Georgia is one of only five states that allows filers a deduction for state and local income taxes on state returns.

If Congress’ final plan includes the elimination of the state income tax deduction, state lawmakers will have to decide whether to approve it for state tax filers. Doing so — absent any other tax changes — would be a tricky election-year maneuver because it would be a tax increase on those who decide to continue taking itemized deductions on their taxes.

Deal’s office has been monitoring the tax debate closely for other reasons as well: how it could affect the construction industry, an important part of Georgia’s economy.

The governor sent a letter to Georgia’s members of Congress asking them to keep tax programs that state agencies, local governments and nonprofits have used to help pay for construction projects, including college dorms and cafeterias.

When asked about the impact of the tax plan, the governor’s chief of staff, Chris Riley, would only say, “The governor is confident the Georgia congressional delegation will not vote to put Georgia in a negative financial position.”

State officials are concerned killing the borrowing program — as the U.S. House proposed — and hampering construction spending would have a negative impact on the state’s economy. Real estate groups have also raised a cry that the bills would make the mortgage-interest deduction less valuable and limit the deductions on local property taxes.

Supporters respond with their own suppositions: that cutting income taxes will spur the economy, create jobs and produce more state revenue because Georgians will be earning and spending more.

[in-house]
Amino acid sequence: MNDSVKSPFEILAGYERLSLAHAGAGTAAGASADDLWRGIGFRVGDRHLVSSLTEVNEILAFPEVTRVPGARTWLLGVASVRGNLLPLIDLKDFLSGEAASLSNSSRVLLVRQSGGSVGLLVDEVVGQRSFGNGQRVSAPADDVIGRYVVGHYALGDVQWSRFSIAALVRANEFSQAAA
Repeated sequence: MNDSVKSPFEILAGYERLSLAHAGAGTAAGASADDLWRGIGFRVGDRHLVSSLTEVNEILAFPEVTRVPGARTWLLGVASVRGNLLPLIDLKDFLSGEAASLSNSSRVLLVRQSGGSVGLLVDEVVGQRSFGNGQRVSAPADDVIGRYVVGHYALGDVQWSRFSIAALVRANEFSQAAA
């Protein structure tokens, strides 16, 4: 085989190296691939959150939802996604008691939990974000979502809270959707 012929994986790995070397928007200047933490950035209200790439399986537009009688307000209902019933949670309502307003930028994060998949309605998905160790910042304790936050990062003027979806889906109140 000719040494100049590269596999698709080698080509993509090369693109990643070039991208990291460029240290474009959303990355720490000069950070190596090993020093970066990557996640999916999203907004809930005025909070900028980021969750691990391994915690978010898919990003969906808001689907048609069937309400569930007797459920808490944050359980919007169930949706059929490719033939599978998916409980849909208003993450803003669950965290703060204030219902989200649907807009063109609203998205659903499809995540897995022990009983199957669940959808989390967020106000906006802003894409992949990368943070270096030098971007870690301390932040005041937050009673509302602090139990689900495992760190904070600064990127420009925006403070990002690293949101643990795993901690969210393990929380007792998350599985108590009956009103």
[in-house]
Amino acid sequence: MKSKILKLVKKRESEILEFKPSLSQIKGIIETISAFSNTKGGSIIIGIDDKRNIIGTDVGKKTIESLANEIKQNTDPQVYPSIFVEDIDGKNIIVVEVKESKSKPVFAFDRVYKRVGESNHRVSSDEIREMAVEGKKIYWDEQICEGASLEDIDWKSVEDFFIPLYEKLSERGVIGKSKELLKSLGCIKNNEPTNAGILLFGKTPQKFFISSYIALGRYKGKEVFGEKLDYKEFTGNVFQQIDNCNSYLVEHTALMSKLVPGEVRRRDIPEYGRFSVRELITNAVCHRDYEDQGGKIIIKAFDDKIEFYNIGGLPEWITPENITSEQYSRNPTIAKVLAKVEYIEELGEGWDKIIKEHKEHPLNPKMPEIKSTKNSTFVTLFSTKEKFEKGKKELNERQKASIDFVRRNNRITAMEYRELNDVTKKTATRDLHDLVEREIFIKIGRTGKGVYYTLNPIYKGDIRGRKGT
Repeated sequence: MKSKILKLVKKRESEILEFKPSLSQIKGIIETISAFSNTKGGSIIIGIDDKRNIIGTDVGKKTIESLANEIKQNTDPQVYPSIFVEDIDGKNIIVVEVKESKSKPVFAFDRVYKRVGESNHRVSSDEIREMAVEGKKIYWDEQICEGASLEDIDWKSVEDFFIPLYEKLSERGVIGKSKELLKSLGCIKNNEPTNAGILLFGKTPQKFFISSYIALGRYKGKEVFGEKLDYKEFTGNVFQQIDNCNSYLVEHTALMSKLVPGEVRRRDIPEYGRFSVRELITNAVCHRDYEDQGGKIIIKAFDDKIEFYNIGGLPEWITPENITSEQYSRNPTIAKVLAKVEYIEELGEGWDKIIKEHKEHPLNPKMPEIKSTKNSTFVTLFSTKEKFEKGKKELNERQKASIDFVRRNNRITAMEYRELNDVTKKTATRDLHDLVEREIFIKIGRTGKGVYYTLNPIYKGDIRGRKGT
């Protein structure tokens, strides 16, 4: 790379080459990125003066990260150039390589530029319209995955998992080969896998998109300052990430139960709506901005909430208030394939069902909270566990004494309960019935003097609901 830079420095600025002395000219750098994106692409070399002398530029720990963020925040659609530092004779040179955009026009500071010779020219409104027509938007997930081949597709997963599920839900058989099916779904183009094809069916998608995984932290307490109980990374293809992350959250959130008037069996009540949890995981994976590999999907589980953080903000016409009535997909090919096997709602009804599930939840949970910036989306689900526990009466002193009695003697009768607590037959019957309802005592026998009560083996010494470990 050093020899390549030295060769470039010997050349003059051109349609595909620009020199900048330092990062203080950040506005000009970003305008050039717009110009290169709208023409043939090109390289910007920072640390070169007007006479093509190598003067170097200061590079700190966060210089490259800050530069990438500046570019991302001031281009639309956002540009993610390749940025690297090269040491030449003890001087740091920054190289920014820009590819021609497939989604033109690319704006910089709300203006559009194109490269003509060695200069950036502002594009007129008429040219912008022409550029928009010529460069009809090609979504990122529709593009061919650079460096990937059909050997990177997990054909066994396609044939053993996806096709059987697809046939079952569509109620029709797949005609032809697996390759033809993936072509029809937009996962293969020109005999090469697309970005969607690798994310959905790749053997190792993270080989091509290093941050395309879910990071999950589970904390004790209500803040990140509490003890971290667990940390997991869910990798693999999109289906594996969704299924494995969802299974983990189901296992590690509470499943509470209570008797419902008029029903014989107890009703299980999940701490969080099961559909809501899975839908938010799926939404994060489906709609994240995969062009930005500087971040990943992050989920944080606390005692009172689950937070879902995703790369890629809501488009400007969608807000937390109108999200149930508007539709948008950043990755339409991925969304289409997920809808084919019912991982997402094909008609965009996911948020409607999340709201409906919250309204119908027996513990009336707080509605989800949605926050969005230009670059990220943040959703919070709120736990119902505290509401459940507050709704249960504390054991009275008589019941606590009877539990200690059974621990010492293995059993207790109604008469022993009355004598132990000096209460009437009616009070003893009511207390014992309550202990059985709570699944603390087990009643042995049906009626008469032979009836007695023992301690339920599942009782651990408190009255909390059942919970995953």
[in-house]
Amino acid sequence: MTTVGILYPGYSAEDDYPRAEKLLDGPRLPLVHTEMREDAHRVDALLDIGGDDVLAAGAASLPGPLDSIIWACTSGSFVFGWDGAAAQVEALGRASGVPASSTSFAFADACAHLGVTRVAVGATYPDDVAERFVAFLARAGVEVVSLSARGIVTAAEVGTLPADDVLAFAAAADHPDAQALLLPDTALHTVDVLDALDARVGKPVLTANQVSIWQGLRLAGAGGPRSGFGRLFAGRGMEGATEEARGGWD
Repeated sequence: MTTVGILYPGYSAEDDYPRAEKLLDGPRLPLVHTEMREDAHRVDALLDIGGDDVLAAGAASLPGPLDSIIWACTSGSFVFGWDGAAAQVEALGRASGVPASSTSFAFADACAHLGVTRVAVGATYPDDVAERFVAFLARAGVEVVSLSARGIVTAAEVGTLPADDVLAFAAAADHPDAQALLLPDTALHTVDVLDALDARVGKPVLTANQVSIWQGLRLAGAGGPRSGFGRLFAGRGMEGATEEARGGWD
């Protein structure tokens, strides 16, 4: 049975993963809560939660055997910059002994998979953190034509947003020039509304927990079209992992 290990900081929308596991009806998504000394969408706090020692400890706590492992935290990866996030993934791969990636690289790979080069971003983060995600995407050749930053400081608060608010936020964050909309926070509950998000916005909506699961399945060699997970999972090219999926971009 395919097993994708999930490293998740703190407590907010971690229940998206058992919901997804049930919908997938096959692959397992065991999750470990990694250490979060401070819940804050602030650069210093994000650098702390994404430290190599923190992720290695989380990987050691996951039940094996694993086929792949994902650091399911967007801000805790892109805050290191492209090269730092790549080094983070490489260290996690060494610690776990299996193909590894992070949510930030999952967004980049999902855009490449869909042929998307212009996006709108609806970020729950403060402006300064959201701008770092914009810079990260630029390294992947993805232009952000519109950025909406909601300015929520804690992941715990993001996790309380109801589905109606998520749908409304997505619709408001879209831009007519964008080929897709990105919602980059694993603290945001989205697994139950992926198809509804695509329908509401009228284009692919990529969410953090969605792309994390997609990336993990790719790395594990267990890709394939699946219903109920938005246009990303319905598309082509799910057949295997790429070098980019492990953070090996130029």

“By and large, as long as they keep the focus on a tax reform plan that is pro-growth, pro-job creating, I can support that,” said House Speaker David Ralston, R-Blue Ridge.

Congress may not be the only group cutting taxes next year, something that could also affect the state’s bottom line in fiscal 2019. There could me a “me too” statehouse residual to Congress’ efforts.

State legislators love to cut taxes, or at least talk about doing so, in an election year. In 2018, Georgia voters will be picking a new governor and lieutenant governor, and filling all 236 legislative seats. Every candidate would love to run on having just cut state income taxes.

Lawmakers are almost certain to reconsider legislation that passed the House earlier this year cutting the maximum 6 percent state income tax rate. The Senate passed a similar plan, as it did in 2016 , but a final compromise was never reached.

A key senator expressed support for giving the issue another try in 2018.

“There may be some compromise here … the (top) state income tax of 6 percent has not been cut since 1955,” said state Sen. Chuck Hufstetler, R-Rome, the chairman of the Senate Finance Committee. “I would like to get something done this year. I just want to make sure it is fair to everybody.”

Ralston said his chamber will continue pushing the idea.

“I think it is a priority and will be a priority to get something through that will lower the income tax burden on Georgians,” Ralston said. “It’s important that we let Georgians keep more of the money they earn, and it stimulates job growth. I hope we can get some things done.”